The present and future of post production business and technology | Philip Hodgetts

Archive for August 16th, 2010



Why DRM Doesn’t Work

Why DRM Doesn’t Work

Forget the other arguments against DRM – that it doesn’t stop unauthorized distribution, that it harms you customers, that it is always circumvented, that it’s a way of controlling distribution and limiting it to big media – the real argument against it is that DRM doesn’t increase profits.

This basic misunderstanding between pirates and companies is the reason why anti-piracy measures will never work as a means of increasing profits. Game companies assume that if they decrease the ease with which people can pirate their game, they will increase their sales. But that is not the case. The vast majority of people will, if they lose the ability to download an illegal copy of a game, simply choose to not pirate the game and not purchase the game. I’m not making this up, either – independent game developer Reflexive published an article on Gamasutra about their experience trying to curtail piracy to increase sales. Their conclusion was that making pirated copies of their game more difficult to obtain did not increase sales. And this, mind you, was regarding game that only cost 10 dollars to purchase.

Although it focuses on game distribution the lessons apply equally well to music, movies and TV.

Tiny Number Of Creators Hitting The Jackpot… Or Many Making A Living Wage?

Put me down squarely in the corner of those who’s goal from “democratized” television (music and film) is to have more people making more money (decent living/middle class wage) than ever before. This will inevitably mean that fewer people win the jackpot of success.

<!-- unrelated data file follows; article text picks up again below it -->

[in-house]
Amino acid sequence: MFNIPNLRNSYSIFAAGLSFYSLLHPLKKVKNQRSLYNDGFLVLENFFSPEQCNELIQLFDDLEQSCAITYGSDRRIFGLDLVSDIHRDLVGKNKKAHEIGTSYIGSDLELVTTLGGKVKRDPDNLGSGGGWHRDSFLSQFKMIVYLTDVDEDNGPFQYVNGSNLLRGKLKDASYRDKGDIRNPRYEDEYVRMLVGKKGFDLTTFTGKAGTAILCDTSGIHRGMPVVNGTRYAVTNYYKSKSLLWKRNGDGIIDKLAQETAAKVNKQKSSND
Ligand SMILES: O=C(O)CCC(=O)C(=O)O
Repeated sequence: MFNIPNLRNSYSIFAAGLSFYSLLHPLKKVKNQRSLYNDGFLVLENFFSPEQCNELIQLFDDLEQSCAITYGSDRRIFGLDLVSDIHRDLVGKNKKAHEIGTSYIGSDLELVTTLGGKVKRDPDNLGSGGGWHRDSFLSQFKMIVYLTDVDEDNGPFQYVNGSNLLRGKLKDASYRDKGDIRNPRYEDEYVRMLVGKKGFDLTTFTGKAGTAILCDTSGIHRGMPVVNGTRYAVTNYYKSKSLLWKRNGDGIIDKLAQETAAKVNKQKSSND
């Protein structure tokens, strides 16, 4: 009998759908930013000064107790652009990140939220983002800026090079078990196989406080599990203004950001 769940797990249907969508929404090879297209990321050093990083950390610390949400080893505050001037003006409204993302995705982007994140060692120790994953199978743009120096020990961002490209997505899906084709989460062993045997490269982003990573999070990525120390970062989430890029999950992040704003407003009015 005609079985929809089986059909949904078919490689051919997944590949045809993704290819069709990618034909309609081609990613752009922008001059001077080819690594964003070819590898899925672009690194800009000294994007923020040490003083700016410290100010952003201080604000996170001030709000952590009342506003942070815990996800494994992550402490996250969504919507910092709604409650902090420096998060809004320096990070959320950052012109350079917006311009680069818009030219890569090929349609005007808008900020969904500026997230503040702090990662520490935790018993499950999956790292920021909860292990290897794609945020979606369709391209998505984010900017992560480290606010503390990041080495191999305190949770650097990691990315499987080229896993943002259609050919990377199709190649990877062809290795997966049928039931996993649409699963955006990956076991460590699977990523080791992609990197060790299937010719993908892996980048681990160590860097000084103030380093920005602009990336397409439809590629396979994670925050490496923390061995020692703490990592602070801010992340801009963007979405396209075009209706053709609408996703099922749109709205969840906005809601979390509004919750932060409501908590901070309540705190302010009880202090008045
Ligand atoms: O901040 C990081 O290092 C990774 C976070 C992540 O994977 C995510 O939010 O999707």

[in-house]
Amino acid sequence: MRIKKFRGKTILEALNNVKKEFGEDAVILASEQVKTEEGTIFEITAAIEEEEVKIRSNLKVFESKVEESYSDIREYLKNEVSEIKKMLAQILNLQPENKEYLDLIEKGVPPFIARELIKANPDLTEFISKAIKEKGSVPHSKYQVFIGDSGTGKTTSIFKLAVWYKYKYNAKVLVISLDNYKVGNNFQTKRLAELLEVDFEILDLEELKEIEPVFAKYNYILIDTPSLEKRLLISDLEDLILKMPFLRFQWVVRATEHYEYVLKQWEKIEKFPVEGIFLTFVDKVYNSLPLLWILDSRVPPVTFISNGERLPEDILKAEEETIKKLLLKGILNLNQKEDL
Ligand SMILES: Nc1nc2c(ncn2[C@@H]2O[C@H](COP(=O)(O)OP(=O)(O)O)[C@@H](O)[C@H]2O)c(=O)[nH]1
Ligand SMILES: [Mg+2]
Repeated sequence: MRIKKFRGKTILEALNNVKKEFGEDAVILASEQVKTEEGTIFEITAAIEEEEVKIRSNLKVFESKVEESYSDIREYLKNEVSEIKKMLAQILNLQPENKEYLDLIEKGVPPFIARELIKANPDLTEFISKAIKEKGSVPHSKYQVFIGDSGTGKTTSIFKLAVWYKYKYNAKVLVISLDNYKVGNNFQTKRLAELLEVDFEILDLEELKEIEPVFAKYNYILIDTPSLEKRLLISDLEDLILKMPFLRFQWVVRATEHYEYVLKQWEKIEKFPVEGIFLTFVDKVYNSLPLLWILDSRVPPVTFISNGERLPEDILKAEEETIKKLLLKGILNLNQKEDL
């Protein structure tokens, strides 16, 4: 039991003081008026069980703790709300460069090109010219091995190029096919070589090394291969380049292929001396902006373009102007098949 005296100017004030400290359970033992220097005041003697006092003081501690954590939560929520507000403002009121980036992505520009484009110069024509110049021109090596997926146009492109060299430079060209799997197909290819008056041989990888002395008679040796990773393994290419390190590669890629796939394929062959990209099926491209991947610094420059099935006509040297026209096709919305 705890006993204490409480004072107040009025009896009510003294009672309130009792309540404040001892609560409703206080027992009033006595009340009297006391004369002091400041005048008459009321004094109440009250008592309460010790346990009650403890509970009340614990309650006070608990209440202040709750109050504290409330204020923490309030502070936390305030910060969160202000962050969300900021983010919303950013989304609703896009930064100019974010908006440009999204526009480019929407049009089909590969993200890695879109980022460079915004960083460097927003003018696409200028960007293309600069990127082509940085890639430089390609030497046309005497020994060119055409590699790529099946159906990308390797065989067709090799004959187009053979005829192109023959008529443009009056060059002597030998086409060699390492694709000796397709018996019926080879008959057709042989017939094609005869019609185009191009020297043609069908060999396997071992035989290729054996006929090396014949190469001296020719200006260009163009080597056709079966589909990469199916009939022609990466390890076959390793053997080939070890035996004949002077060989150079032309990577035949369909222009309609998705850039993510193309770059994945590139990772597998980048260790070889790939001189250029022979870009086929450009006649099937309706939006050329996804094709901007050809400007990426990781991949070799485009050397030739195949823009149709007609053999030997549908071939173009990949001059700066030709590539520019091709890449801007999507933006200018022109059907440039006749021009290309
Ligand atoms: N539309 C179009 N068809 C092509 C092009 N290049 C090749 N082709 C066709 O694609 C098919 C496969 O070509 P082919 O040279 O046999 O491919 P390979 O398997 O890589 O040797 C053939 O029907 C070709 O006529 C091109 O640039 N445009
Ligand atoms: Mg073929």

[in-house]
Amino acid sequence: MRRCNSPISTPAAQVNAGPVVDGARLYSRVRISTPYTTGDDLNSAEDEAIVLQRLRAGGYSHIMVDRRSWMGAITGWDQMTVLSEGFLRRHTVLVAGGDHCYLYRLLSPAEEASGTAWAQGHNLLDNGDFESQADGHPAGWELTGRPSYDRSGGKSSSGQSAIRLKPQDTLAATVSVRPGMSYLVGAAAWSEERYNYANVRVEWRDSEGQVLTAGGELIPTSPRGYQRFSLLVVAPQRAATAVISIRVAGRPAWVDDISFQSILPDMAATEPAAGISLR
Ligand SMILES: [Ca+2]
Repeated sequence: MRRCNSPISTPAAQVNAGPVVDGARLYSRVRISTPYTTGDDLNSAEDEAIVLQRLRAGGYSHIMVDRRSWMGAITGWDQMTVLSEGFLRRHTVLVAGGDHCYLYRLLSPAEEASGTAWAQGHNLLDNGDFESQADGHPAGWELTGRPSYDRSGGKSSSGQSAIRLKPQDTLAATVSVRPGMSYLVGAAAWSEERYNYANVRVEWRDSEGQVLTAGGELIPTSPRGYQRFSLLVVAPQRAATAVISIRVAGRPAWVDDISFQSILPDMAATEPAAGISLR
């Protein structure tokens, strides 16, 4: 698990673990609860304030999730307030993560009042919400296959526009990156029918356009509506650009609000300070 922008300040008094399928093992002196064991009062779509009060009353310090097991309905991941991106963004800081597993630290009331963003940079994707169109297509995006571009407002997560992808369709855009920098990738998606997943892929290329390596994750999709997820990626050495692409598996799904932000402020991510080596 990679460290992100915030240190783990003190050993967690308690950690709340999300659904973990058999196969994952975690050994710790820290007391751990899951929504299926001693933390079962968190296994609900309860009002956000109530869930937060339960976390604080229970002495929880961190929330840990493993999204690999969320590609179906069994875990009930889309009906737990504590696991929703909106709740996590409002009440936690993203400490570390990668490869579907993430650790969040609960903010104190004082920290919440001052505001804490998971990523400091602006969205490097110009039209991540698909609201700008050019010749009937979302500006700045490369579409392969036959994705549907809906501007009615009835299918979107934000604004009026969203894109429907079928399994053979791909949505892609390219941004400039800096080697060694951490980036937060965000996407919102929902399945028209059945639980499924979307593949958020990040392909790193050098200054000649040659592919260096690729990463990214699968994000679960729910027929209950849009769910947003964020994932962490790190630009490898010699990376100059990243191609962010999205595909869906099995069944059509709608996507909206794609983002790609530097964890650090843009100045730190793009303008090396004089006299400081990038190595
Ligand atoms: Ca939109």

To me this is a much better goal than trying to win the jackpot lottery of outrageous success., Every $2 milliion that a big name makes equates to 20 people early a very decent $100 K. And Ryan Seacrest’s $15 million a year to spokesmodel American Ido is obscene: That’s 150 people’s decent middle class income.

In that post, Parsons calls the old model — the one we described as the lottery ticket — as the “gambler model,” where you’re basically rolling the dice on whether or not your career will be a success or will plummet. And notes that the “cobbler model,” may not be as sexy, but you have a higher likelihood of success. The risk is lower, and the payoff is likely lower, but you can actually build a predictable career around it — and for many content creators, that’s certainly good enough. This isn’t to suggest it’s the only model. In fact, it’s not. There’s still room for rock stars and lottery tickets. But, when we’re looking at some of these content creators who are making a good living as professional musicians, the proper comparison is not to Mick Jagger, but to what they’d be doing if they were living in the world a few decades ago: and the answer is they probably wouldn’t be making music at all.



5 Actions You Want Every Video Viewers to take.

5 Actions You Want Every One Of Your Video Viewers To Take

A good basic reminder that we actually want people to do something when we post a video:

  1. Find it
  2. Start playing
  3. Finish playing
  4. Convert – do something as a result (like buy your product)
  5. Share

Now, this is just my list.  You might group these behaviors differently, and that’s completely valid.  But don’t lump all these actions in together as one, because they all have different triggers and they all have a different impact on your overall success.  Additonally, don’t assume these actions will take care of themselves.  Put yourself in the mind of the viewer.  Not just any viewer, but the specific kind of viewer this video is created for.  And ask yourself what would cause you to click ‘play,’ and then to complete the clip, to perform a conversion action, or to share it with friends.

August 2010
« Jul   Sep »